Way No. 15: Job Growth
Wolf Budget Raises Revenue to Reinvest in Schools
Republican budget leaves a $2.3 billion deficit in the next fiscal year
Gov. Wolf in March, and again in October, submitted proposals that would raise revenues to reinvest in schools and address the state’s structural budget deficit.
The Republican legislative majority in June, and again in October, rejected both the governor’s proposals for raising revenues. Enacting the Republican budget would leave the commonwealth facing a budget deficit in the next fiscal year of $2.3 billion. The only way to produce a constitutionally required balanced budget under this scenario would be to cut spending, most of it from public schools and programs that serve seniors, poor children, people with disabilities, victims of abuse and the addicted because that is where most state funding goes.
In 2011, Pennsylvania schools absorbed $1 billion in funding cuts, which led to 33,000 teachers, school nurses and other school staff losing their jobs. The body blow to the economy from these unprecedented layoffs slowed employment and economic growth in Pennsylvania in 2011 and 2012, with the pace of job growth returning to normal only in the last 12 months.
Another round of budget cuts next year could potentially repeat the commonwealth’s economic experience of the last four years.
Over the past few years, many other states, similar to Pennsylvania in 2011 and today, have faced critical choices about whether to raise state revenues, hold firm to “no new taxes” policies or even cut taxes. California and Minnesota chose to raise taxes to improve their fiscal health and reinvest in education. Two other states – Kansas and Wisconsin – followed the same path as Pennsylvania under Gov. Corbett, cutting taxes and education spending to varying degrees.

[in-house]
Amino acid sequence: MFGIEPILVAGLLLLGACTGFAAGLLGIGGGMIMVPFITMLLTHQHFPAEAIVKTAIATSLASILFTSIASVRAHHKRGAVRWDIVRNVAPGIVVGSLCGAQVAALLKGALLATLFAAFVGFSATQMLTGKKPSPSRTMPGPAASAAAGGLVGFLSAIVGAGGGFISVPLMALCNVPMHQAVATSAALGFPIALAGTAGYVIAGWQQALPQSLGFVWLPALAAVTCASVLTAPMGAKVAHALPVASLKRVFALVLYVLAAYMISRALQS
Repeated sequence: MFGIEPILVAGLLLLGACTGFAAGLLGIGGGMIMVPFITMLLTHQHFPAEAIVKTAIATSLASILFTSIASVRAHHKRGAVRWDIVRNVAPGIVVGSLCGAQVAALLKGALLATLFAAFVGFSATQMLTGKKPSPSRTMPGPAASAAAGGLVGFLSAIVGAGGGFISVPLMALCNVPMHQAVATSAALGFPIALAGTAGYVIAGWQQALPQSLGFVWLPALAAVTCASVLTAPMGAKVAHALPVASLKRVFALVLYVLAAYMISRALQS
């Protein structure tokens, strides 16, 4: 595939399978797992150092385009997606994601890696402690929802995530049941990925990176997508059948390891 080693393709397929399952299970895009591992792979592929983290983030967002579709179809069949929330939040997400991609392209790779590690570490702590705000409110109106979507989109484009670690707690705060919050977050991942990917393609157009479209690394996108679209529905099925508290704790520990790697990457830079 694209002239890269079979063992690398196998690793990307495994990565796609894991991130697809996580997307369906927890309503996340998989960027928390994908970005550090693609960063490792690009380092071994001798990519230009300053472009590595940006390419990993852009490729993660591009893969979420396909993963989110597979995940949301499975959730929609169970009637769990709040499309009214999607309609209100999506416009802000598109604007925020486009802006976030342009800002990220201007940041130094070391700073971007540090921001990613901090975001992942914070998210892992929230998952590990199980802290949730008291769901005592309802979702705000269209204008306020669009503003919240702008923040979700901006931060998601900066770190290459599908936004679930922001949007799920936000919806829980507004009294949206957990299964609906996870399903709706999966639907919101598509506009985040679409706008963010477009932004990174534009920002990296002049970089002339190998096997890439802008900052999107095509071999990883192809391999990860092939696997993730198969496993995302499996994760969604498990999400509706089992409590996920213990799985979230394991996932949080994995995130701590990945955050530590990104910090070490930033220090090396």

The results of this policy experiment are in:
• Revenue-raising California and Minnesota have enjoyed percent job growth since 2010-11 that is one-and-a-half to three times larger than the three tax-cutting states – including Pennsylvania.
• The states that increased taxes have seen revenue growth – as a result of both tax changes and stronger recoveries – of 8 percent and 15 percent.
• Conversely, Kansas has seen its revenues fall 5 percent and Pennsylvania and Wisconsin have seen smaller revenue growth of 5 percent and 7 percent, a meagre enough recovery from the Great Recession to make fiscal stability and reinvestment in vital programs difficult.
The definition of insanity is doing the same thing over and over again and expecting a different outcome. Pennsylvania in 2011 tried big cuts in spending. The result was slower job growth and deep budget cuts for schools and human services. California and Minnesota charted a different path by seeking to raise more revenue. These two states saw more job growth over this period than Pennsylvania or its fellow revenue-cutting states Kansas and Wisconsin. And of critical importance to the debate in Harrisburg, California and Minnesota didn’t raise taxes just for the sake of doing it: they raised taxes to get their fiscal houses in order while also boosting education spending.
Return to Why the Budget Matters: Let's Count the Ways.